Building loyalty in your safety program can be a real challenge.
When you think about loyalty, an image of frequent flyer miles or Starbucks Rewards likely comes to mind. The reason why is that these companies have built significant following for their brands by consistently delivering on their promises, and doing a great job of letting people know about their rewards.
As an employer, building loyalty in your safety program can be a real challenge. Here are five keys initiatives you can implement to gain significant buy-in for your programs!
Provide Clear Direction
Even the most intuitive employee can find new safety programs difficult to understand, let alone follow. By clearly outlining the details of your safety program, you will give workers a benchmark on which to base their actions, thereby making it significantly easy to follow.
Your program outline should include:
- Long-term & short-term goals
- Rules & procedures
- Key contact for the program
Reward Safe Actions
A successful safety program will include some level of reward for compliance. Even something as simple as public recognition of a worker’s efforts in the company newsletter is enough to motivate them to care about the program. Of course, the more significant the rewards offered, the more effective the program might be. However, you should be cautious of making the rewards too big or they’ll eclipse the long-term safety improvement objectives your company is trying to achieve.
Show Your Commitment
A short-term program does nothing to change the attitudes and behaviors of your staff. Show that your company is in it for the long haul by making long-term objectives and a holistic game plan that transcends the calendar. The program itself should exist year over year, with procedures in place to make continuous and regular improvements. A great way to show your commitment is to have an effective communication program.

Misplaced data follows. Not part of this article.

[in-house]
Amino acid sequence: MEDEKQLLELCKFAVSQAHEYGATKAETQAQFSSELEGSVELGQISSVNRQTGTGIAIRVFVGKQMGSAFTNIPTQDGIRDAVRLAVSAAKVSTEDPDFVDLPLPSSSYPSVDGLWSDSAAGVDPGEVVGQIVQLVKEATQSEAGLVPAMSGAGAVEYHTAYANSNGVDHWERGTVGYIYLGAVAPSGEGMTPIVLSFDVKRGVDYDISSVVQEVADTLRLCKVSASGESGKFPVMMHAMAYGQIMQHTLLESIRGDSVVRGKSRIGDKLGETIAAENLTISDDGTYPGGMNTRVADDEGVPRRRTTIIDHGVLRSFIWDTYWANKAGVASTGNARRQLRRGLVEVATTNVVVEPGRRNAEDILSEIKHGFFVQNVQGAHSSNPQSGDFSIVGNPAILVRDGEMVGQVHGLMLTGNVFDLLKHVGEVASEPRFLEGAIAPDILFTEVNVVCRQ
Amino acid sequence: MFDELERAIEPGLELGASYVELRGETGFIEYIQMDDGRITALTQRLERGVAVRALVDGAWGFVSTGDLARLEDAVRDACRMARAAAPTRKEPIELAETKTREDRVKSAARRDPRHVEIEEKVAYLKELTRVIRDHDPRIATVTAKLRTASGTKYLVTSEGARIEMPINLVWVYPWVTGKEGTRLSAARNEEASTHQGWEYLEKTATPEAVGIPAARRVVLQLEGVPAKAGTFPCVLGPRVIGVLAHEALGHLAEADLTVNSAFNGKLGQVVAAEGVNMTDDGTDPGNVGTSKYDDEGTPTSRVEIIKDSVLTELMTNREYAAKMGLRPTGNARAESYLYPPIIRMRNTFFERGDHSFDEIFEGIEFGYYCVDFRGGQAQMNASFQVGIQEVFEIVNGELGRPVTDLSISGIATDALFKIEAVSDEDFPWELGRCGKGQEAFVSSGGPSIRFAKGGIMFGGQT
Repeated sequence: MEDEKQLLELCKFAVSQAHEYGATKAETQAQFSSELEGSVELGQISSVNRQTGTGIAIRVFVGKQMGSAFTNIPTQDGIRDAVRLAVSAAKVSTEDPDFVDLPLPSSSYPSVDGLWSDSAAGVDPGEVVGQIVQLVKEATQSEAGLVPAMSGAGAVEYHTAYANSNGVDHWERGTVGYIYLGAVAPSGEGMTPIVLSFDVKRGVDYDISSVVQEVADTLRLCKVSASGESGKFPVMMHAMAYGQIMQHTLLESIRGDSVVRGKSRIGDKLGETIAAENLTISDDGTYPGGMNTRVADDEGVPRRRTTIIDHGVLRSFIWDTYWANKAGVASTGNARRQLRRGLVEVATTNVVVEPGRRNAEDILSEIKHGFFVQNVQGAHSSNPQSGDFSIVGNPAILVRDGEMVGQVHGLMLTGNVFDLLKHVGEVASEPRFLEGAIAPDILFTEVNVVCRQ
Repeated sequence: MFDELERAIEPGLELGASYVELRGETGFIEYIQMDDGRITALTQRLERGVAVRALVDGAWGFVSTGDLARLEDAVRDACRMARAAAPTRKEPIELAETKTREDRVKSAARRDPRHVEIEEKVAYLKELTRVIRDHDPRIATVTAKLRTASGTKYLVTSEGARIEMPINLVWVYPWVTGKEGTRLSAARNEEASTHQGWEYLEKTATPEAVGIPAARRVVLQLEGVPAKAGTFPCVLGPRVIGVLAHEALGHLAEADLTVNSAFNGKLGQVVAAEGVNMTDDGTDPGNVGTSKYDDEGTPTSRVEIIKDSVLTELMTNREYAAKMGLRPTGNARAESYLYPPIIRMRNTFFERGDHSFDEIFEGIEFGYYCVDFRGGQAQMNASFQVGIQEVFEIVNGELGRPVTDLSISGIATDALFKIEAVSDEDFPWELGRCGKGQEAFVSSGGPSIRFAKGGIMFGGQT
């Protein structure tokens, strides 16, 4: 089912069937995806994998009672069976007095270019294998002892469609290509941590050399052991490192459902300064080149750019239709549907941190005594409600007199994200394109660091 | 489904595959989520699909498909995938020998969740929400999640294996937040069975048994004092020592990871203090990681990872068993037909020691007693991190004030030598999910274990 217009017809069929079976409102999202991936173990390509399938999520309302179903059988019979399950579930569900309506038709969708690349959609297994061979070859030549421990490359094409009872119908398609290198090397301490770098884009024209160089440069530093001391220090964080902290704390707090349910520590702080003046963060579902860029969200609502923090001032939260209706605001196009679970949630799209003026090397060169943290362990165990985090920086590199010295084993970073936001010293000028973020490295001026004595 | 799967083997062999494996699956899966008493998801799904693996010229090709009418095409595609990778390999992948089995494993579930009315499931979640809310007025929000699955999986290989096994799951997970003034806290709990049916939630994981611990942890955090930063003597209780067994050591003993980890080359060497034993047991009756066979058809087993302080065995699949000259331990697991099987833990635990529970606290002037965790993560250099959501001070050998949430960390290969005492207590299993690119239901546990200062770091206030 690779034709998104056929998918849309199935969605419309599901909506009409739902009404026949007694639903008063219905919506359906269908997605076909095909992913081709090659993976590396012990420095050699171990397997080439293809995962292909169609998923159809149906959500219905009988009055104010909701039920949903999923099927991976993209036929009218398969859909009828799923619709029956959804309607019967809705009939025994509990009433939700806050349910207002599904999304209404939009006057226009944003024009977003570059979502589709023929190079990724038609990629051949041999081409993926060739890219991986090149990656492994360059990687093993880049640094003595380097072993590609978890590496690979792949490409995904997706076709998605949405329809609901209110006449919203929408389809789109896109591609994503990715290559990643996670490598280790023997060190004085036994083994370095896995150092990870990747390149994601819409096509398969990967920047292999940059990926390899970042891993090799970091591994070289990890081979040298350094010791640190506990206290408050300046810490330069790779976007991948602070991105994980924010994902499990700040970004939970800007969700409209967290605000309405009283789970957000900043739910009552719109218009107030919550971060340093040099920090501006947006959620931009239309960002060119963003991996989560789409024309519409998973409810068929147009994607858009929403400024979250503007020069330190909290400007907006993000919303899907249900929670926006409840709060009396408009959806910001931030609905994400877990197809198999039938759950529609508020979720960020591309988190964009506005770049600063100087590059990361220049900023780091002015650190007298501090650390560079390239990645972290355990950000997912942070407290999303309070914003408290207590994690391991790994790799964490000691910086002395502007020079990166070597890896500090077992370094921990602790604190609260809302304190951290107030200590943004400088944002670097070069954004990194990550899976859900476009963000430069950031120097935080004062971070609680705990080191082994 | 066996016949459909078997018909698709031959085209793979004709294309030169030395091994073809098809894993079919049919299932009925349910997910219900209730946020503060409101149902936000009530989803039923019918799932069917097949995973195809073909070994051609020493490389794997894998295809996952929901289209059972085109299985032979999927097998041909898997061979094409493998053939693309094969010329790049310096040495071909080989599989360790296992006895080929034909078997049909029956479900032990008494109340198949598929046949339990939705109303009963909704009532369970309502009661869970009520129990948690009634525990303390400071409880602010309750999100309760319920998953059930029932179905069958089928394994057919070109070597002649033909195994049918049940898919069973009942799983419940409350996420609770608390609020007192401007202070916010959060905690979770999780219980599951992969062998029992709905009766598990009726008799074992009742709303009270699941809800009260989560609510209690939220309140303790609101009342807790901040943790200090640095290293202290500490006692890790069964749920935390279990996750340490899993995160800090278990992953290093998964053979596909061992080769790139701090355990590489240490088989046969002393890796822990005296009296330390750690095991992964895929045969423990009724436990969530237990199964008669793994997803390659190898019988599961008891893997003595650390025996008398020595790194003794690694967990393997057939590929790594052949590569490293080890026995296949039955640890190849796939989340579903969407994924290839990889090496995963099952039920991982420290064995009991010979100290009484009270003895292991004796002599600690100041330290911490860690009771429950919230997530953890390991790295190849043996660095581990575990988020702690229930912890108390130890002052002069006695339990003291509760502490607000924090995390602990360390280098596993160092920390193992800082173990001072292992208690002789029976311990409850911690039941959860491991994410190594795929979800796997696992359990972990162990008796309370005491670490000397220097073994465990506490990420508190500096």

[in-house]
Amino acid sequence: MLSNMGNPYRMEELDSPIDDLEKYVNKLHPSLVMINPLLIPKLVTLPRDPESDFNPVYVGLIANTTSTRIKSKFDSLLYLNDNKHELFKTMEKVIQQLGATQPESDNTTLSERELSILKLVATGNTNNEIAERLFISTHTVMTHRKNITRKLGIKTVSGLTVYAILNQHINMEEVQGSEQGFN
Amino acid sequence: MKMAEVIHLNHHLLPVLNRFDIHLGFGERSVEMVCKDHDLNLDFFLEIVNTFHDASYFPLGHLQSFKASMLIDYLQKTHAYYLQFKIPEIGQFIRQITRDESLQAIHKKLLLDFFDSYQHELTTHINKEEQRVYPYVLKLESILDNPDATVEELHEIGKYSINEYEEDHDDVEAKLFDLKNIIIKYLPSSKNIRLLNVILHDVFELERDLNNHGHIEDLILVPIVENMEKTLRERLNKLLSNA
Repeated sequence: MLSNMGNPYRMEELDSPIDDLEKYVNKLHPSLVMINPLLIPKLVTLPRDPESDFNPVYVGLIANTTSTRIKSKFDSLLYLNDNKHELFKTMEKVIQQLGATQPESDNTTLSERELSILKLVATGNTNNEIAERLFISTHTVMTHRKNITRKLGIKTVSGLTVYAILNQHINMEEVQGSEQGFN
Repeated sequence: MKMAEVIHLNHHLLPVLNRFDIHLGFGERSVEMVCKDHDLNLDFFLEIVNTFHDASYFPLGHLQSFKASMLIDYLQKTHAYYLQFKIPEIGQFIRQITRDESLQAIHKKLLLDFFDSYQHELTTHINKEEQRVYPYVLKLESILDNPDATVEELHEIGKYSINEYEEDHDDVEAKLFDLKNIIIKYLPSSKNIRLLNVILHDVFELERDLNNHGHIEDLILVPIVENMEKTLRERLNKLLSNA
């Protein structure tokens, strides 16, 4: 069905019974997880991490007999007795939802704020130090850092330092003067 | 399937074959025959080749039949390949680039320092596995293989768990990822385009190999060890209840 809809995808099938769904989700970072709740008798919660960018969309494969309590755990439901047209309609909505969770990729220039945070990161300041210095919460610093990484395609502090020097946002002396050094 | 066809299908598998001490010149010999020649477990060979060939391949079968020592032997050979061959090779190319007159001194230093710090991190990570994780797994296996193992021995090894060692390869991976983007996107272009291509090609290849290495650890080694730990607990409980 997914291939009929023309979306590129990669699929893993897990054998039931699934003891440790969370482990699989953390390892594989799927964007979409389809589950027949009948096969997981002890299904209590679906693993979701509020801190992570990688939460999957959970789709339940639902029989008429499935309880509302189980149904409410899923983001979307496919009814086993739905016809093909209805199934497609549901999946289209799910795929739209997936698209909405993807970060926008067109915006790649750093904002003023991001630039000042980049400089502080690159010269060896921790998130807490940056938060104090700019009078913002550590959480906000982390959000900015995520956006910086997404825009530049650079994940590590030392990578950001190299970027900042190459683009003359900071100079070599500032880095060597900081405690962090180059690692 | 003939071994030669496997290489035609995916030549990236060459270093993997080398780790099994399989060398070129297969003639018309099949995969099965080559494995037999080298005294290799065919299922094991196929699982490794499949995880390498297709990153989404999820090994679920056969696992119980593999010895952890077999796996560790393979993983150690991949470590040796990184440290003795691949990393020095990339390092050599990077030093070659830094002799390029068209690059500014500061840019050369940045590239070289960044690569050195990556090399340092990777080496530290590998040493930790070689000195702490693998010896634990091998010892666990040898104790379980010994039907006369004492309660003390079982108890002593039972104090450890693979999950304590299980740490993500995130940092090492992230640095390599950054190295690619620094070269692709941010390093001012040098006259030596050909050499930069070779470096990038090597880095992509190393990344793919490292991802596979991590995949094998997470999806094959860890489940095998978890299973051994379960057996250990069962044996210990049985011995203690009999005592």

Spread the Word
Speaking of communication, this is extremely important to a successful safety program. Not to be confused with “provide clear direction”, spreading the word about your safety program should involve sharing the results gained from company wide buy-in. The more workers see the benefit of their actions, the more they will want to contribute.
Easy ways to communicate are company newsletters, personal emails, announcements at team meetings, and even something as simple as word of mouth among the workforce.
It’s not enough to pay lip service for safety. If your company is not making improvements, even though you’re taking part in all of the above, you may need to rethink your strategy. Otherwise, workers will catch on and will no longer find value in the program. To really build loyalty from your staff, workers need to genuinely feel that your workplace is safe. Take every step you can to ensure that your company has the tools, equipment, and procedures it needs to be a safer company and worker loyalty will build.
Typically, companies that experience measurable returns on their safety records commit completely to making improvements from the head office all the way to the front-lines. Employees must be informed and empowered to make decisions to improve the level of safety in the organization in order for their programs to succeed.